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Jan
24
comment The hardest game of mahjongg
I think you need to address the issue of how to lay out the tiles for arbitrary $n$ before it even makes sense to start thinking about an answer.
Jan
15
comment Maximal tiling without any 3-in-a-rows
@randomra, if the maximum Hamming weight which can be achieved in an $m\times n$ rectangle is $w$ then that gives an upper bound for the density of any infinite tiling of $\frac{w}{mn}$ by the simple mechanism of superimposing an $m \times n$ grid over the infinite tiling.
Jan
9
comment Maximal tiling without any 3-in-a-rows
The existence of (non-tiling) moderately large squares with densities > 1/2 (e.g. 15x15 with 114 bits set) indicates that the case analysis would have to work on larger units than those squares. I very much doubt that the number of cases for this type of approach would be computationally tractable.
Jan
9
comment Maximal tiling without any 3-in-a-rows
I don't understand the argument that cases can be eliminated by the symmetry of swapping 0s and 1s: that's not a symmetry, because 000 is allowed and 111 isn't. I also don't understand what contradiction you see in your first example.
Dec
12
comment If $x^n$ is ivertible in a ring show that $x$ is invertible.
So to be precise, your question is how to show that, given a left inverse of $x$ and a right inverse of $x$, the two must be the same even in a non-commutative ring?
Nov
30
comment Erdős and Szemerédi sums and producs
Note: this looks suspiciously like a certain active contest.
Nov
9
comment Squares with squares
Not only does this not answer the question, but it's not even clear what question it's attempting to answer. You appear to have your own idea of what numbers "of that kind" are, but you haven't defined it, and it's certainly not clear to me why you disqualify e.g. $38^2 = 1444 = 12^2 \times 10 + 2^2$
Nov
9
comment Squares with squares
Fair enough. Updated.
Nov
7
comment Sign table in $2^k$ factorial experiment
Ok, which specific part do you have trouble generalising to the four-factor case?
Oct
31
comment Extended Euclidean Algorithm to find multiplicative inverse of two polynomials
If a polynomial has no remainder when divided by 1, it has no remainder when divided by 2, and vice versa.
Oct
30
comment How many subsets xor to given value?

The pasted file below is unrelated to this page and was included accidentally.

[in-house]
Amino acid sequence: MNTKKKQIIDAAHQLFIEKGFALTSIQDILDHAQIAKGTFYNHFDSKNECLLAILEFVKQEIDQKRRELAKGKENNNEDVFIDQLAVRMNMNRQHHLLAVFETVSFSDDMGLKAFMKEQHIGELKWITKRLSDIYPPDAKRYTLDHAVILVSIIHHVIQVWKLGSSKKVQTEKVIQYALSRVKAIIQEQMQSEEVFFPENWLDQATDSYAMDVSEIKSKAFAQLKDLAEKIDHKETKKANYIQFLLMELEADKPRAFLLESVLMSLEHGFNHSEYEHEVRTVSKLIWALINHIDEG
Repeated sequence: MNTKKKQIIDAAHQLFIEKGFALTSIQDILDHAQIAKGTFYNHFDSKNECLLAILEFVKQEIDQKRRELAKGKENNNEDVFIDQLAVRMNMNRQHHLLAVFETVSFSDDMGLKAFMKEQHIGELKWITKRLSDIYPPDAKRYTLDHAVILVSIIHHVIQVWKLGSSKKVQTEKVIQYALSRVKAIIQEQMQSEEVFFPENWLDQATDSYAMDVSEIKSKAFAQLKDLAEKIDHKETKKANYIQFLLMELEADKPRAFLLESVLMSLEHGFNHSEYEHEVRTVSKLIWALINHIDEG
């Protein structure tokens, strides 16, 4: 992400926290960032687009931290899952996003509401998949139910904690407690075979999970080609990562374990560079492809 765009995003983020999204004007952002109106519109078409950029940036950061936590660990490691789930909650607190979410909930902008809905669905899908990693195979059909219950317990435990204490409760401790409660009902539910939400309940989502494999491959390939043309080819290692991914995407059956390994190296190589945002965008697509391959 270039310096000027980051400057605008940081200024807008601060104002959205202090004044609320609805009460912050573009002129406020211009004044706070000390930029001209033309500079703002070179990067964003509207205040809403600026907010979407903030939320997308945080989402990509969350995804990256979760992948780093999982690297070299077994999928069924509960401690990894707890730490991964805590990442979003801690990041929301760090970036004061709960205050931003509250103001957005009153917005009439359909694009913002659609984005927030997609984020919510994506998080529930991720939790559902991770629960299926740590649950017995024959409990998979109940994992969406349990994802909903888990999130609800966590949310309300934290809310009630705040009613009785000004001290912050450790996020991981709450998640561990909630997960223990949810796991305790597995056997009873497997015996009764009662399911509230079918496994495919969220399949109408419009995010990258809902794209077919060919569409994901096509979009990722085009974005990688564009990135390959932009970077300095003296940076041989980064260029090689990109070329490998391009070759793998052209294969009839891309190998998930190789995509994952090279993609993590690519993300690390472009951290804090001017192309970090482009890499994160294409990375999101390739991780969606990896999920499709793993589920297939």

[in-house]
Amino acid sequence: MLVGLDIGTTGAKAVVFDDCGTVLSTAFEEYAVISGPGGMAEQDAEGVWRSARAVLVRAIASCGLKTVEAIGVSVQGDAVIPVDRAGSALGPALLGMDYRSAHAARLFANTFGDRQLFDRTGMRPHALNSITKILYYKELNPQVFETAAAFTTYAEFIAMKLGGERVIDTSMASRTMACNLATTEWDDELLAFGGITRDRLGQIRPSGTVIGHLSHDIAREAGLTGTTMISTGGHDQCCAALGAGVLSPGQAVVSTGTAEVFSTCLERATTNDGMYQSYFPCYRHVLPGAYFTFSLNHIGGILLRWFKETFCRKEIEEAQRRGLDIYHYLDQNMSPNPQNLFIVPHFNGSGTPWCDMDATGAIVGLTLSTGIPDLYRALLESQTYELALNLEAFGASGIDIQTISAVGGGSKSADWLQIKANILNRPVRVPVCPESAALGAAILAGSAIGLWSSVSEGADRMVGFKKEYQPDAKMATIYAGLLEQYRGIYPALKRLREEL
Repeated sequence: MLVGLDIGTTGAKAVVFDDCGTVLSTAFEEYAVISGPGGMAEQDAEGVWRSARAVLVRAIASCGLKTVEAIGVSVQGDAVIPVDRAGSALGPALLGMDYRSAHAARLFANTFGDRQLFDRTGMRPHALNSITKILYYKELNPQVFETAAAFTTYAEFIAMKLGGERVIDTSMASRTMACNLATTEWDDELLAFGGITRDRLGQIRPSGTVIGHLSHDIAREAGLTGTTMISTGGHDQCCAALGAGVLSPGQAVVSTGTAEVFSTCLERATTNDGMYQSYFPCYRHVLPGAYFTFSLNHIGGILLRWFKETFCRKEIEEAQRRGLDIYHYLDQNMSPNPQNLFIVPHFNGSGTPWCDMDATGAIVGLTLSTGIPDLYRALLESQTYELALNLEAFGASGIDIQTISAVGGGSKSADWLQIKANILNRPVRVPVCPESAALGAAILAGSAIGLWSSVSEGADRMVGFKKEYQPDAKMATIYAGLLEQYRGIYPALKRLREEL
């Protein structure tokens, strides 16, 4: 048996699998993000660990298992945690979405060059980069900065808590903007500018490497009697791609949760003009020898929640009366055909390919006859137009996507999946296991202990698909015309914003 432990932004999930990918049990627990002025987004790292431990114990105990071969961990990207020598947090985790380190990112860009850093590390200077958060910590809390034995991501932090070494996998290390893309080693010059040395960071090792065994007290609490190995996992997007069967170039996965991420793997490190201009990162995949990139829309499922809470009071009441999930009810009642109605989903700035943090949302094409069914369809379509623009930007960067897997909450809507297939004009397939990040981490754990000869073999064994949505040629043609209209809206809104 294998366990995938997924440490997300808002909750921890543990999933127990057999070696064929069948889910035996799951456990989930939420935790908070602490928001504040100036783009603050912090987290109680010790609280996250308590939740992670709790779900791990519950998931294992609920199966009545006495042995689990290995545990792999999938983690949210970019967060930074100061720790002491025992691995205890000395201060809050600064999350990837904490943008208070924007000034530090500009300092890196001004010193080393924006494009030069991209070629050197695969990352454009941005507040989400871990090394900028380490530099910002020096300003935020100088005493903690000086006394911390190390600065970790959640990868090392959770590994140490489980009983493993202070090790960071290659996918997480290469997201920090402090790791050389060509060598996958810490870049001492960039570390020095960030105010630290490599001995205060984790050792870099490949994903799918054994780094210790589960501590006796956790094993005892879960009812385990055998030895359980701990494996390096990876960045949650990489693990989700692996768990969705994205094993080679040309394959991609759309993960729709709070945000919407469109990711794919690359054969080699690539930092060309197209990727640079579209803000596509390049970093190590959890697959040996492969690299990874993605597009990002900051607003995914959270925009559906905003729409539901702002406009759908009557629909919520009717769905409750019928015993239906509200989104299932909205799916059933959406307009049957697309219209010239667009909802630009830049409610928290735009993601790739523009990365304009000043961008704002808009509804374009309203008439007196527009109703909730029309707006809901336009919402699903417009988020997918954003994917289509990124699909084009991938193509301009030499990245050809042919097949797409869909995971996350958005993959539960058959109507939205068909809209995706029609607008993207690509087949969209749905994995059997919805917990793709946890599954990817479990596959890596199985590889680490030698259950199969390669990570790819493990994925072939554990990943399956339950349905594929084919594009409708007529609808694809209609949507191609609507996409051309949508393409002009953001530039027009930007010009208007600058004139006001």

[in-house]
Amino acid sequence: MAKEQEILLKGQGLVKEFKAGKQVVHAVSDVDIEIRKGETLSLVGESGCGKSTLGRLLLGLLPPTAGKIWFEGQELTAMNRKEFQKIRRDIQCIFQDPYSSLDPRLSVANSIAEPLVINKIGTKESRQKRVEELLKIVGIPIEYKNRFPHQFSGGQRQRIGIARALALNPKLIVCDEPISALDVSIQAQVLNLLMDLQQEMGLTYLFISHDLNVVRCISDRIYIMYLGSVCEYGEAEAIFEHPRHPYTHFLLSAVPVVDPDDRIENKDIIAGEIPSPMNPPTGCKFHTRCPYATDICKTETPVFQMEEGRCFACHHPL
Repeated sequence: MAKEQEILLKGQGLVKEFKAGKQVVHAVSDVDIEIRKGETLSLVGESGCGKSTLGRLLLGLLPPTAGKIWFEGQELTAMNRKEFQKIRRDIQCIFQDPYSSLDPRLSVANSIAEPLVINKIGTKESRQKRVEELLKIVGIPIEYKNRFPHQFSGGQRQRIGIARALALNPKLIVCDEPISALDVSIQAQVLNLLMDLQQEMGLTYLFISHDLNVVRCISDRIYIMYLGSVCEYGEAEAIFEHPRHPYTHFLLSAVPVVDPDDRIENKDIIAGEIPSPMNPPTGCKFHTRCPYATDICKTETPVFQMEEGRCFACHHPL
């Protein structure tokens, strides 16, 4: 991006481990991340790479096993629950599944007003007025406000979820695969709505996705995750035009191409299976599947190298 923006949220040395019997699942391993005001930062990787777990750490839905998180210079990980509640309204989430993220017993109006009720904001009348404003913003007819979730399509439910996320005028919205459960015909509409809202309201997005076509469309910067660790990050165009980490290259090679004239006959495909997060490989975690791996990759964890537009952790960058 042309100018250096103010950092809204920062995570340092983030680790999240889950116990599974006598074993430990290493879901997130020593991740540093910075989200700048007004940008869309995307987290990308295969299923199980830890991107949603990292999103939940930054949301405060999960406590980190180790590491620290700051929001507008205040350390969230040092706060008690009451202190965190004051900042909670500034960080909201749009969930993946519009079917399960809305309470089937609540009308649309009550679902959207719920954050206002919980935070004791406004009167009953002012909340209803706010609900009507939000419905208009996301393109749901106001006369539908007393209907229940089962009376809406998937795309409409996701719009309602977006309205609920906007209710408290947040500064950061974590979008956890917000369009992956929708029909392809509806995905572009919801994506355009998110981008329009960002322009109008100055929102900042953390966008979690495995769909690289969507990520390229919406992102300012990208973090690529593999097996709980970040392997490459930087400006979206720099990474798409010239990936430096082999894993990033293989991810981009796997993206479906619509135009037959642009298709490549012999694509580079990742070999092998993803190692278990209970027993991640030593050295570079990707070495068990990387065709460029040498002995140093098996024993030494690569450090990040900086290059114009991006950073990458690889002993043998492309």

@user128409235, that's awfully specific. Is this for a programming contest or something similar?
Oct
13
comment A nice form of a given function
@Halbort, I think $\max \{a_i - (a_i \oplus k)\}$ is as simple as it's likely to get.
Oct
1
comment A nice form of a given function
Is that clearer?
Sep
22
comment How to write a double edge in an incidence matrix.
? An edge isn't represented by a column in an adjacency matrix, but by a cell.
Sep
19
comment Definite shape of polyominos
I can see more than one interpretation of the question, so in order to narrow it down: are you asking how to justify the claim that two polyominos are really the same polyomino if there's a way to rotate and reflect one so that it perfectly covers another? Or are you asking how to index them so that when you're counting by hand you can be sure that you don't have duplicates? Or are both of those interpretations wrong and it's something else?
Sep
19
comment What is the probability of having the same (binary) datasets?
On the basis of the information given, you do not have enough information to calculate the probability that the datasets are the same. You can calculate $p(X_1 = 0 \wedge X_2 = 0 \wedge \ldots \wedge X_n = 0)$ (where $X_i$ is 0 if the ith vulnerable is unchanged, and 1 if it changes) given $p(X_1 = 0), p(X_2 = 0), \ldots, p(X_n = 0)$, but the only information you've given us is that the "outcomes are randomly changed" - i.e. that $p(X_1 = 0)$ etc. exist.
Sep
18
comment Is there any winning strategy? 2015 and Game with marbles!!!
A pedantic answer to the question as worded would be "Yes, there is a winning strategy for one of the players". Proof: the game must be finite (taking at most 2015 turns) and cannot end in a draw.
Sep
18
comment Partition of ${1, 2, … , n}$ into subsets with equal sums.
@donbright, the question asks for a proof that any $m, n, k$ satisfying $m \ge n$ and $\frac{n(n+1)}{2} = mk$ has a solution.
Sep
9
comment Find a polynomial with evaluation equal to # of partitions of n into at most k parts
Perhaps instead of $p(n;\le k)=P(n)$ the question statement should say that $p(n;\le k)=\mathrm{round}(P(n))$? E.g. for at most three parts, $p(n;\le 3)$ is the nearest integer to $(n+3)^2/12$
Sep
9
comment How many different sums of parts of a vector
If you plot $S_j$ against $j$ then you get (in general) a zigzag, where each step goes up or down $2$. Now, $S_{n-1} - S_0 = 2 \sum_{i=1}^{n-1}v_i$ so, unless that sum is zero, $S_{n-1}$ and $S_0$ have opposite sign. If you split the line into three by dividing it at the first and last changes of sign (with a special case for sum is zero, sign never changes), you can show that it's only necessary to consider cases where $(\sum_{i=1}^{n-1}v_i) \in \{0,1,2\}$, since any crossing set found with a larger value than those can be "simulated" with a smaller value of the same parity.